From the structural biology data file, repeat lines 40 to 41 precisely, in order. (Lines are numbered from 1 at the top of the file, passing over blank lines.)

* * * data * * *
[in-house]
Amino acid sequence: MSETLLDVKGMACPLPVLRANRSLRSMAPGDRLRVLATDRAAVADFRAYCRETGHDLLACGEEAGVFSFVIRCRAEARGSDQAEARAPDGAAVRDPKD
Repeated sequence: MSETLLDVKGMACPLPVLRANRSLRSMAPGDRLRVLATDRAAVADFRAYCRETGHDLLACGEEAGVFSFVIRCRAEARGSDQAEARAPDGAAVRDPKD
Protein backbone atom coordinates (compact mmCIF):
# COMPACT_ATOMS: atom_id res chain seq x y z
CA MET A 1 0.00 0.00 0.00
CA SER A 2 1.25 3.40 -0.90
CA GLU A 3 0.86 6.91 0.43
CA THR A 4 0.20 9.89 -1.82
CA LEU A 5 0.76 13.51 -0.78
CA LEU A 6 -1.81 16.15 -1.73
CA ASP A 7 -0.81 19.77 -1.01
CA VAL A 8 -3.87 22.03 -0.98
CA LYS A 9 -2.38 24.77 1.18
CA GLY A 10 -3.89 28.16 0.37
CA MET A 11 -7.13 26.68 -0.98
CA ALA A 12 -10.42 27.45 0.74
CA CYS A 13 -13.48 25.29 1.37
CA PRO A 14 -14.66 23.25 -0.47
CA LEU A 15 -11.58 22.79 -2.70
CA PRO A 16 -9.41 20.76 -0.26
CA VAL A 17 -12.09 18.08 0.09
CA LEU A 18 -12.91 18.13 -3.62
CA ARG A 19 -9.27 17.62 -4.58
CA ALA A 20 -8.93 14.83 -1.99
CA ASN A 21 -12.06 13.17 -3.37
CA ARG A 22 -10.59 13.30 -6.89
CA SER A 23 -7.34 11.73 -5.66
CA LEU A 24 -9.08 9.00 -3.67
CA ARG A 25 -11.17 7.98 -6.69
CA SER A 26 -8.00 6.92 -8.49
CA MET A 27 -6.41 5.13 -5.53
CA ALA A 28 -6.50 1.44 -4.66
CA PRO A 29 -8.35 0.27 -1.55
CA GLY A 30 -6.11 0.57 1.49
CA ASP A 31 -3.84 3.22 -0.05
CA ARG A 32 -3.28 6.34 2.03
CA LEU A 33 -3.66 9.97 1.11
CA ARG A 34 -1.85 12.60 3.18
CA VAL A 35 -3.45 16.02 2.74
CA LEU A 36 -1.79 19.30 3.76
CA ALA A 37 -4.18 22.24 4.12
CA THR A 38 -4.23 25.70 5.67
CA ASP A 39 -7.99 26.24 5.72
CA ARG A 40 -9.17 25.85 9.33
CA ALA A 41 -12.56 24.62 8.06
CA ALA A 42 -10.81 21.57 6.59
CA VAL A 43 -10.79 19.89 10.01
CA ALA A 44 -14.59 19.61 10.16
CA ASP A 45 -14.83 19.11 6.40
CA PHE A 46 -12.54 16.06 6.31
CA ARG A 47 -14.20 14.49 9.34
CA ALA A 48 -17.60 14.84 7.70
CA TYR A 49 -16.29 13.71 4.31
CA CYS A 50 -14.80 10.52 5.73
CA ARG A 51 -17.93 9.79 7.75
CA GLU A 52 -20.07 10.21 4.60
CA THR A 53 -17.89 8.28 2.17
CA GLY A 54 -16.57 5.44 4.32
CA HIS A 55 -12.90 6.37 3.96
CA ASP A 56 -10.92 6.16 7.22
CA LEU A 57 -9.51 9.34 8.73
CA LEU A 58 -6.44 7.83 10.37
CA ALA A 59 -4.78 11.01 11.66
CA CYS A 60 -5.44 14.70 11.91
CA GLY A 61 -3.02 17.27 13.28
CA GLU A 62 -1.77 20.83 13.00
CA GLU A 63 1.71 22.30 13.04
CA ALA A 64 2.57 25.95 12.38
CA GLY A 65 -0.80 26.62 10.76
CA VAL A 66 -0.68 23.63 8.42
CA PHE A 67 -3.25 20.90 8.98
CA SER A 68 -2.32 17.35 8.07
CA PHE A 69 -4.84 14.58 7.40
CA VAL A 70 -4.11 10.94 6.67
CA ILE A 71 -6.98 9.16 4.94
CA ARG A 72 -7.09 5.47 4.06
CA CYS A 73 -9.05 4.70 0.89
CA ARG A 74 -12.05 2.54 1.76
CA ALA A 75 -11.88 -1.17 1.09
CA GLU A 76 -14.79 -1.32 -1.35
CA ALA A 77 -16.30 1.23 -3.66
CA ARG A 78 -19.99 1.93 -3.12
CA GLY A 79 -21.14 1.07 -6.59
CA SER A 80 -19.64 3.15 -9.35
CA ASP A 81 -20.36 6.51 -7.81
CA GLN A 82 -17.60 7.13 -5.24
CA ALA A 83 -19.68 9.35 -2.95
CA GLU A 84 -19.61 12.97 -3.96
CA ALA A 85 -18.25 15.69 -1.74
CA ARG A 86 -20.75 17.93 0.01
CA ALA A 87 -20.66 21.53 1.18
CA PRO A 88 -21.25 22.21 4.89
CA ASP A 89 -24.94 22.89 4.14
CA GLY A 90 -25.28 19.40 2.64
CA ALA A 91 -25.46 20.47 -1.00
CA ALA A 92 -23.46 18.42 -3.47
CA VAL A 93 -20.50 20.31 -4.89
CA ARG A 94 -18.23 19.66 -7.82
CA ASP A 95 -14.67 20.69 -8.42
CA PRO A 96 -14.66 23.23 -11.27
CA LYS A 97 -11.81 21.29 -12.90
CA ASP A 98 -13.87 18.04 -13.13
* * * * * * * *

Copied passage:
CA VAL A 35 -3.45 16.02 2.74
CA LEU A 36 -1.79 19.30 3.76